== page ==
For the last few weeks, Liverpool have been nowhere near their scintillating form of last season. At first the excuse was that the new players needed time to gel to with the team, and that we were still adapting. We are now 10 games in, and the finger is pointing in a much more worrying direction: Brendan Rodgers. His stubborn refusal to switch the formation and put someone up front to partner Balotelli has led to woeful performances and lots of dropped points. It was the same story today, as Liverpool lost 1-0 to an average Newcastle side.

The performance was sadly one we have become very much used to this season. It was lacklustre, uninspired and frankly poor. Nobody could create any chances – Sterling was wasted out wide, Coutinho was far from his best and Balotelli was horribly isolated. These problems would have been addressed by putting Sterling up front with Balotelli, but Rodgers opted to stick with the 4-3-3. Fortunately Newcastle were putting in a fairly poor shift as well, or things could have got very embarrassing. One of the dullest first halves of football Liverpool fans have witnessed for a long time ended goalless, and this scoreline flattered the reds.

The second half saw a slight improvement in quality, and it looked for a while like Liverpool might be able to take all three points away from St. James’s Park. Steven Gerrard’s inclusion in a midfield three (alongside Henderson and Allen) gave him licence to push up the field, and he rolled back the years with some good passes from advanced positions. That said, no clear cut chances were being created; the only genuine test of Krul was a close-range header from Coutinho, which was incorrectly called back for offside anyway. The referee had a poor game, and both Janmaat and Sissoko were lucky not to see red. As it was the magpies were allowed to carry on with a full compliment of 11 men, and there was an awful inevitability about their goal in the 73rd minute. A failure to clear the ball from Moreno allowed Ayoze Perez the opportunity to nip in and smash the ball past a helpless Mignolet, giving the hosts the lead.

Any hopes of Liverpool being fired up by going behind quickly faded. By contrast, they had looked much more of a threat prior to conceding. It was Newcastle who played the better football for the last 15 minutes, and it would have finished 2 or 3 nil had it not been for some excellent saves from Simon Mignolet. The introduction of Lambert had absolutely no effect, throwing into question whether he was really worth buying as a ‘Plan B’. The game ended 1-0 to Newcastle, and Liverpool now find themselves 12 points adrift of leaders Chelsea.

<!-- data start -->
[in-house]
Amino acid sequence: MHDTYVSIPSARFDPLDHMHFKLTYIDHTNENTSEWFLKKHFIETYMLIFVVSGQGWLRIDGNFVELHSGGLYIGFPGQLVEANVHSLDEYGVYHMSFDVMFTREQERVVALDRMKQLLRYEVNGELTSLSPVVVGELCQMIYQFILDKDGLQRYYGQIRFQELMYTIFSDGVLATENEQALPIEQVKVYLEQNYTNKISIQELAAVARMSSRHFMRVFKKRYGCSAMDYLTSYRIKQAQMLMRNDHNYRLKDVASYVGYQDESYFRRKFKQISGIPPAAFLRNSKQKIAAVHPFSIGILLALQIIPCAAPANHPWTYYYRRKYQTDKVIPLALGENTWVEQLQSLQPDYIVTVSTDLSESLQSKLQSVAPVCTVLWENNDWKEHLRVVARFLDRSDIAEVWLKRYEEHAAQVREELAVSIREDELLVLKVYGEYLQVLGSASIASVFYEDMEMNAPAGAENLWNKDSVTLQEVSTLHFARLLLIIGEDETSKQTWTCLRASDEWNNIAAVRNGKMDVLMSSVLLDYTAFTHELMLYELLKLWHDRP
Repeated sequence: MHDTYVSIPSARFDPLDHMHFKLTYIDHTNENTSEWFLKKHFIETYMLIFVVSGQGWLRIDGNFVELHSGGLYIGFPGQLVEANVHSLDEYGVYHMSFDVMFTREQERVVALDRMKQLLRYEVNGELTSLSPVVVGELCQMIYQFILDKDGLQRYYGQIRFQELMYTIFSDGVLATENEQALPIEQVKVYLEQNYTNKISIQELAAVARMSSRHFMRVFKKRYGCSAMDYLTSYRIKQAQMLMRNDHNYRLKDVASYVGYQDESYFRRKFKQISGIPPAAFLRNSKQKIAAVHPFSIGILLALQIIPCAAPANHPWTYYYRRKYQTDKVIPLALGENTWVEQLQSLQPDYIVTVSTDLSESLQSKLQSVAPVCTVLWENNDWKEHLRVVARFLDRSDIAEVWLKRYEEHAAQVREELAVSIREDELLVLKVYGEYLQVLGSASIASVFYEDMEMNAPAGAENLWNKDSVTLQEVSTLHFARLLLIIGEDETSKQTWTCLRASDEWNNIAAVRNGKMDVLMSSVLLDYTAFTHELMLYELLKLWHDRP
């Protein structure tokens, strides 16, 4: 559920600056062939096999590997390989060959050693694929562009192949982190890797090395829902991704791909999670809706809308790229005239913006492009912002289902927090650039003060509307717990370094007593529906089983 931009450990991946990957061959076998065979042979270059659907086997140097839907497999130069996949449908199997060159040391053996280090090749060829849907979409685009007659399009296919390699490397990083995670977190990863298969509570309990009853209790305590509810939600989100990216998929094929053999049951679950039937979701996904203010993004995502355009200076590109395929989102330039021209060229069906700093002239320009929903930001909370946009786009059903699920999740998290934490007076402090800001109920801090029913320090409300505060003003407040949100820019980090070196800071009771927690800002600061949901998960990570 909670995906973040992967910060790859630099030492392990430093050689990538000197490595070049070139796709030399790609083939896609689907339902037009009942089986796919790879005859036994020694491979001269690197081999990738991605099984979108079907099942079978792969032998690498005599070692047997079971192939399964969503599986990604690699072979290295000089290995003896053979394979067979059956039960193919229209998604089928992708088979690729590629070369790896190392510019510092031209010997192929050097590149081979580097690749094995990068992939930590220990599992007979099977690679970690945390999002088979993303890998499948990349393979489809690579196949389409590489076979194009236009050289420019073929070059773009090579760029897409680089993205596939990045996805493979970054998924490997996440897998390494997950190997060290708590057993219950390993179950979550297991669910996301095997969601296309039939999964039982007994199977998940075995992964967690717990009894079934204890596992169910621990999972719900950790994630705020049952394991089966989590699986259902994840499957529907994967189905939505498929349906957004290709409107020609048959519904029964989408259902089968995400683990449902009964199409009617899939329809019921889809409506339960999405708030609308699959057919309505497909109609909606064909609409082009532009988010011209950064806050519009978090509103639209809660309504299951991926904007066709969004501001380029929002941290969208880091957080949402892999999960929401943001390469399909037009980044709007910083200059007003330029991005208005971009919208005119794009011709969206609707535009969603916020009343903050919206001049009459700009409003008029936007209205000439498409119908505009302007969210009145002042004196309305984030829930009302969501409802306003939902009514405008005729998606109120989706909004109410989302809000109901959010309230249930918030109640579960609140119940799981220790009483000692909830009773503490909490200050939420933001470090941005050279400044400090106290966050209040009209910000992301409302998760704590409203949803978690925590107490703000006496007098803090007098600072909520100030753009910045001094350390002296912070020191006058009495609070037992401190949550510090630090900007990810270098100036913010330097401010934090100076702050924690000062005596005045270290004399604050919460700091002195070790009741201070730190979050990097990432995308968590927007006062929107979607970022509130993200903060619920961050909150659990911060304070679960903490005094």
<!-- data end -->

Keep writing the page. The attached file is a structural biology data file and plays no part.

Unless these performances can improve rapidly, we can wave goodbye to hopes of a top 4 spot, let alone another push for the title. The return of Daniel Sturridge towards the end of the month will definitely be a help to us, but certainly doesn’t solve the core issue of defensive frailty. Brendan Rodgers opted to spend a sizeable proportion of the money from the sale of Luis Suarez on Dejan Lovren: this is a very painful thought. Suarez was one of the best players in the world, whilst Lovren is an utter liability. A defensive pairing of him and Skrtel is laughable, and Rodgers’s continued insistence that we don’t need a defensive coach brought in is worrying indeed. The first step to curing any problem is acceptance that the problem exists, and until Rodgers does that we’re in big trouble.
-James Martin

Follow me on Twitter @JamesMartin013

Wednesday, 29 October 2014

Liverpool vs Swansea: Late Goals Send LFC Through to the Last 8

Yesterday, Liverpool faced fellow Premier League side Swansea in the Capital One Cup. The reds put in a solid display, but it looked like they were going to be sent crashing out of the competition until two late goals turned the match on its head.

It was clear from the start of the match that Rodgers had sent out his players with instructions to press high and put Swansea under pressure. This resulted in chances being created – for the first half an hour Liverpool were posing an almost constant threat. Borini was particularly good at this; his hunger for the game and determination to prove himself meant he happily chased down every ball. However, the pressure never really materialised into efforts on goal. Tremmel was barely tested in the first half, with good positions being squandered. This served to highlight how much we are missing Sturridge; Coutinho’s through balls were on point, but there was nobody there with the confidence and quality to provide the finish. For the final fifteen minutes of the half Liverpool eased off a bit, and consequently Swansea applied a little pressure of their own. Brad Jones looked very uncomfortable with the ball at his feet, rushing multiple clearances. The Welsh side were unable to capitalise on this period of vulnerability, and the half ended with the game still scoreless.

The second half started, and Liverpool were once again producing football at a level they’ve failed to reach for much of this season. Coutinho was really pulling the strings in midfield, often drawing two or three men before playing a lovely pass to a teammate. That said, clear cut chances were still very much at a premium – most of our shots on goal were speculative long range efforts. Although the team were managing to keep up their attacking momentum from the first half, a little of the defensive solidity had been sacrificed. This led to a much more open game; Swansea were starting to worry the notoriously shaky Liverpool back line. After 65 minutes the visitors did manage to exploit the defensive weaknesses of the hosts: a ball over the top left Lovren in no man’s land, and Marvin Emnes finished excellently to give Swansea the lead.